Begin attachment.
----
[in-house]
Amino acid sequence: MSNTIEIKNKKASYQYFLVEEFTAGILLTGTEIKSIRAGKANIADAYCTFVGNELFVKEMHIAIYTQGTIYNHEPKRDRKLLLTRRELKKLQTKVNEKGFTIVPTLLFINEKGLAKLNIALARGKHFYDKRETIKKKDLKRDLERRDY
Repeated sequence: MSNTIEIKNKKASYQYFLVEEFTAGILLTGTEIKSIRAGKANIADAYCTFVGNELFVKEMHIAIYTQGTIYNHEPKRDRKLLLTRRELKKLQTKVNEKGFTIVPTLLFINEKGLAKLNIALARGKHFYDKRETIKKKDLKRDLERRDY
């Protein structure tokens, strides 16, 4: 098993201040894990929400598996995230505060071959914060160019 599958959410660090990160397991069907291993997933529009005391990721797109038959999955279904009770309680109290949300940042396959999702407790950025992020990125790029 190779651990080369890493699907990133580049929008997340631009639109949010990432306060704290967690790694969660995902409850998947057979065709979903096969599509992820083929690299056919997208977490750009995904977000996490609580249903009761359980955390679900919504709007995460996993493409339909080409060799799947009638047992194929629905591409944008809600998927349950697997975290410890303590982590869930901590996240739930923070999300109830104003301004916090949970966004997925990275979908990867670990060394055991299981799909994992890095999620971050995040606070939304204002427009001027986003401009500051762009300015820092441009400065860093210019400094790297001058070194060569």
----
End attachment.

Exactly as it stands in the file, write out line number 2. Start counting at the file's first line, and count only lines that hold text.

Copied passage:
Amino acid sequence: MSNTIEIKNKKASYQYFLVEEFTAGILLTGTEIKSIRAGKANIADAYCTFVGNELFVKEMHIAIYTQGTIYNHEPKRDRKLLLTRRELKKLQTKVNEKGFTIVPTLLFINEKGLAKLNIALARGKHFYDKRETIKKKDLKRDLERRDY